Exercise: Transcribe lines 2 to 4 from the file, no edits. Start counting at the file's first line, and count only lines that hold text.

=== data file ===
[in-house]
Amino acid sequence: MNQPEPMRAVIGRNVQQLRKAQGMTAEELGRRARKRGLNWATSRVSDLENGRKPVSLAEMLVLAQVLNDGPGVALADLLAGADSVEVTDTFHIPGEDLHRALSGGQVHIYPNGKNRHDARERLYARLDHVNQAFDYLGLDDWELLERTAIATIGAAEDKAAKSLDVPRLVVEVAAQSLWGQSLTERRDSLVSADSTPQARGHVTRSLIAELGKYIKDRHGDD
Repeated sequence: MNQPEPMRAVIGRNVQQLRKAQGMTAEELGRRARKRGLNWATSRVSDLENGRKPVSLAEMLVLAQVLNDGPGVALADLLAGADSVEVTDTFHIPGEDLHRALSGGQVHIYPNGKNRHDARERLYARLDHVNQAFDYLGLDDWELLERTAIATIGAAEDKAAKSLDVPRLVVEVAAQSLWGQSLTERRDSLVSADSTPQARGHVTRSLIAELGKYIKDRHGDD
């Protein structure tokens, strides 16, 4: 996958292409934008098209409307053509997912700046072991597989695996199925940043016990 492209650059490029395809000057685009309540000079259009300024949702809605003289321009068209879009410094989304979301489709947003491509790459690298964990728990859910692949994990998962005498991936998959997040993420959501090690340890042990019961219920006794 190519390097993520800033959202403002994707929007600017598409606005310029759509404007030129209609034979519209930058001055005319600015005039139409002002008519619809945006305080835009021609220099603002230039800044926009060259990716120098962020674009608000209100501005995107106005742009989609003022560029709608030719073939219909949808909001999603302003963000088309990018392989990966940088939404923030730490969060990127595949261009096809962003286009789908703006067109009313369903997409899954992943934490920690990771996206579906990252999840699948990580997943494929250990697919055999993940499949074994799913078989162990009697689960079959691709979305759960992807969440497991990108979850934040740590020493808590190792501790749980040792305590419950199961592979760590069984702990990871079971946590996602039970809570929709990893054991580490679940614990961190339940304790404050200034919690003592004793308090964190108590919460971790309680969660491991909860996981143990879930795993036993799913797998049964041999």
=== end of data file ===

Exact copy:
Amino acid sequence: MNQPEPMRAVIGRNVQQLRKAQGMTAEELGRRARKRGLNWATSRVSDLENGRKPVSLAEMLVLAQVLNDGPGVALADLLAGADSVEVTDTFHIPGEDLHRALSGGQVHIYPNGKNRHDARERLYARLDHVNQAFDYLGLDDWELLERTAIATIGAAEDKAAKSLDVPRLVVEVAAQSLWGQSLTERRDSLVSADSTPQARGHVTRSLIAELGKYIKDRHGDD
Repeated sequence: MNQPEPMRAVIGRNVQQLRKAQGMTAEELGRRARKRGLNWATSRVSDLENGRKPVSLAEMLVLAQVLNDGPGVALADLLAGADSVEVTDTFHIPGEDLHRALSGGQVHIYPNGKNRHDARERLYARLDHVNQAFDYLGLDDWELLERTAIATIGAAEDKAAKSLDVPRLVVEVAAQSLWGQSLTERRDSLVSADSTPQARGHVTRSLIAELGKYIKDRHGDD
């Protein structure tokens, strides 16, 4: 996958292409934008098209409307053509997912700046072991597989695996199925940043016990 492209650059490029395809000057685009309540000079259009300024949702809605003289321009068209879009410094989304979301489709947003491509790459690298964990728990859910692949994990998962005498991936998959997040993420959501090690340890042990019961219920006794 190519390097993520800033959202403002994707929007600017598409606005310029759509404007030129209609034979519209930058001055005319600015005039139409002002008519619809945006305080835009021609220099603002230039800044926009060259990716120098962020674009608000209100501005995107106005742009989609003022560029709608030719073939219909949808909001999603302003963000088309990018392989990966940088939404923030730490969060990127595949261009096809962003286009789908703006067109009313369903997409899954992943934490920690990771996206579906990252999840699948990580997943494929250990697919055999993940499949074994799913078989162990009697689960079959691709979305759960992807969440497991990108979850934040740590020493808590190792501790749980040792305590419950199961592979760590069984702990990871079971946590996602039970809570929709990893054991580490679940614990961190339940304790404050200034919690003592004793308090964190108590919460971790309680969660491991909860996981143990879930795993036993799913797998049964041999």